At 11:48 AM 1/5/97 +0000, Digitome Ltd. wrote:
>During the Genesis of XML authors might say to themselves:-
>"Some XML browsers support DTDs. Some do not. For widest possible coverage
>with my XML docs I should aim at the lowest common denominator XML
>Therefore I will do Hypertext entirely via attributes. Therefore I have to do
>a ton of extra markup in my docs:-(
>After the promised land is reached, and all XML browsers support DTDs this
>result in a "legacy XML" situation where Hypertext etc. has been hard-wired
>via attributes and thus that much more difficult to maintain :-((("
>Is this the case?
I'm not sure what you mean by "do Hypertext entirely via attributes". I
was only referring to using attributes to map arbitrary element types to
architectural element types recognized by XML browsers (e.g., the linking
and addressing elements defined by the XML Link spec, whatever it ends up
being). The only other choice is to define all the hyperlinking behavior
in style sheets, which is fine, but requires shipping the style sheets with
the docs (or otherwise defining the association of styles, possibly
pre-defined in browsers, with documents).
Note that the architecture mechanisms defined in the HyTime TC include
defaulting rules that causes elements whose element types are the same as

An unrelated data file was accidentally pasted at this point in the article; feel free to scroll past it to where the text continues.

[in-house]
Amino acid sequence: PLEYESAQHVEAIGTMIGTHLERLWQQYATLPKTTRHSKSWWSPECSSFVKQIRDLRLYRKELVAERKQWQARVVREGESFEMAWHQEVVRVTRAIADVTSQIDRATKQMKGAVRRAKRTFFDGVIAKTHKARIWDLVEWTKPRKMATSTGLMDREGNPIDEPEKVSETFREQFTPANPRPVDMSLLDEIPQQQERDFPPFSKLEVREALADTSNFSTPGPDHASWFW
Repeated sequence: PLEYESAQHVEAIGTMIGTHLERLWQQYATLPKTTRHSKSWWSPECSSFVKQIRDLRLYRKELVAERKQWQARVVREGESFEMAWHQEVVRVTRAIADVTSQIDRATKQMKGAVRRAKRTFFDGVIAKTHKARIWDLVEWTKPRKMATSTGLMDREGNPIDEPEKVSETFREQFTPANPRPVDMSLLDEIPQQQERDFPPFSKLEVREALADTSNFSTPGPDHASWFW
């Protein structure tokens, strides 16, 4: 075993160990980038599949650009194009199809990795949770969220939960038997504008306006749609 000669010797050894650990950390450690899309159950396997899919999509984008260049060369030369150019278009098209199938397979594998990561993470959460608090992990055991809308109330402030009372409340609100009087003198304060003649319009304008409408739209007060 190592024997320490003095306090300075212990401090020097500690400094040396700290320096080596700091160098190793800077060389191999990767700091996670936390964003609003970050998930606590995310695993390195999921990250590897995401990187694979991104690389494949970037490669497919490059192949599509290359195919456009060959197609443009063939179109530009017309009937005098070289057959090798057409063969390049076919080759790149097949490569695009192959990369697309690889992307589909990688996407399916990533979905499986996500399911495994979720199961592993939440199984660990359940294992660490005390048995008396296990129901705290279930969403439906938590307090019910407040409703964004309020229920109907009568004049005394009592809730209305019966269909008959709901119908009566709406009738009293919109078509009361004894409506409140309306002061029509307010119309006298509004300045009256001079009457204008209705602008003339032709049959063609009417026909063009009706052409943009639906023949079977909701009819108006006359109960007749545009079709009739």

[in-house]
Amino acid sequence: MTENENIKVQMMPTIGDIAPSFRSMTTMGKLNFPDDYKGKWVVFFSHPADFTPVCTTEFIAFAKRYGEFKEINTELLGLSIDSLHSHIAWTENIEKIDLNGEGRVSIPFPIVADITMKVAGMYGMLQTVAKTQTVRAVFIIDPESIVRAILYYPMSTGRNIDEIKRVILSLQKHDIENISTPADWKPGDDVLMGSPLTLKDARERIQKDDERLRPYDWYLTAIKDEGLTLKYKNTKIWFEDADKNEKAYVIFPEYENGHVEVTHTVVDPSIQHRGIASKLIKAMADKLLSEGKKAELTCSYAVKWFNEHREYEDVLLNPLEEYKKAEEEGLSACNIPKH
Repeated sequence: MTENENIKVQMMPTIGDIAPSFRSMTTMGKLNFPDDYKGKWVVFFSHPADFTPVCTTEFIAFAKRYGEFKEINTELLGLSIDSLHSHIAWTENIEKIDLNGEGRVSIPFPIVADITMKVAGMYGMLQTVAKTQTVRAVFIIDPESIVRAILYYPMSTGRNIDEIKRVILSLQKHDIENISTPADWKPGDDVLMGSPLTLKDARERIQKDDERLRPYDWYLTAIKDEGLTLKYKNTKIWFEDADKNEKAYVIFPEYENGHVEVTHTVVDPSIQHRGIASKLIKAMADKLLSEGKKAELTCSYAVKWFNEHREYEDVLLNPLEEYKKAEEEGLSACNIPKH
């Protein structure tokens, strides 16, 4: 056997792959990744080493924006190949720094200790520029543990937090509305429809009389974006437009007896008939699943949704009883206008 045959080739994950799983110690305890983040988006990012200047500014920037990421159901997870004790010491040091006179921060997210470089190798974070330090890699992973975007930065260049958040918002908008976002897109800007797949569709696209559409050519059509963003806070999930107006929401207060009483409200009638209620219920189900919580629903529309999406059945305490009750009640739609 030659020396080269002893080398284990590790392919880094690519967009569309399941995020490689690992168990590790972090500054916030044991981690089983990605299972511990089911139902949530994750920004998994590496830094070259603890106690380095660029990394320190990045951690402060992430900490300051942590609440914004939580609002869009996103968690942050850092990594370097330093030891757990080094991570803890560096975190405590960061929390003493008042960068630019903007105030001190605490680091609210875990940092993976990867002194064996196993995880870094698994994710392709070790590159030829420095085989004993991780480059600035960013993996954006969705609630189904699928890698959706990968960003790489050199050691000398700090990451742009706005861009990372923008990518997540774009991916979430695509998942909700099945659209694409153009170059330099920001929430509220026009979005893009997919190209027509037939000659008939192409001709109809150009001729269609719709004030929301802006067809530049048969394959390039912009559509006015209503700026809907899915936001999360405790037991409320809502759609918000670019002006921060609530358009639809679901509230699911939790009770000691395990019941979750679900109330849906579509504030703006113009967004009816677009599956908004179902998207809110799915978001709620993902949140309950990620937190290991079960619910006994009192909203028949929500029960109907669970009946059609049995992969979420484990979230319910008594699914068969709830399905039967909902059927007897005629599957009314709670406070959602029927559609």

architectural forms to be assumed to be those forms (lacking more specific
information). Thus, an XML Link spec that defines a set of architectural
element types will be usable *without* explicit mappings if authors simply
use the same element type names in their documents.
Thus, if XML accepted the default architectural mapping behavior, you would
need the mapping attributes only when your element type names differed from
those in the architecture.
W. Eliot Kimber (firstname.lastname@example.org)
Senior SGML Consulting Engineer, Highland Consulting
2200 North Lamar Street, Suite 230, Dallas, Texas 75202
+1-214-953-0004 +1-214-953-3152 fax
http://www.isogen.com (work) http://www.drmacro.com (home)
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re-educated soon..." --Austin Lounge Lizards, "1984 Blues"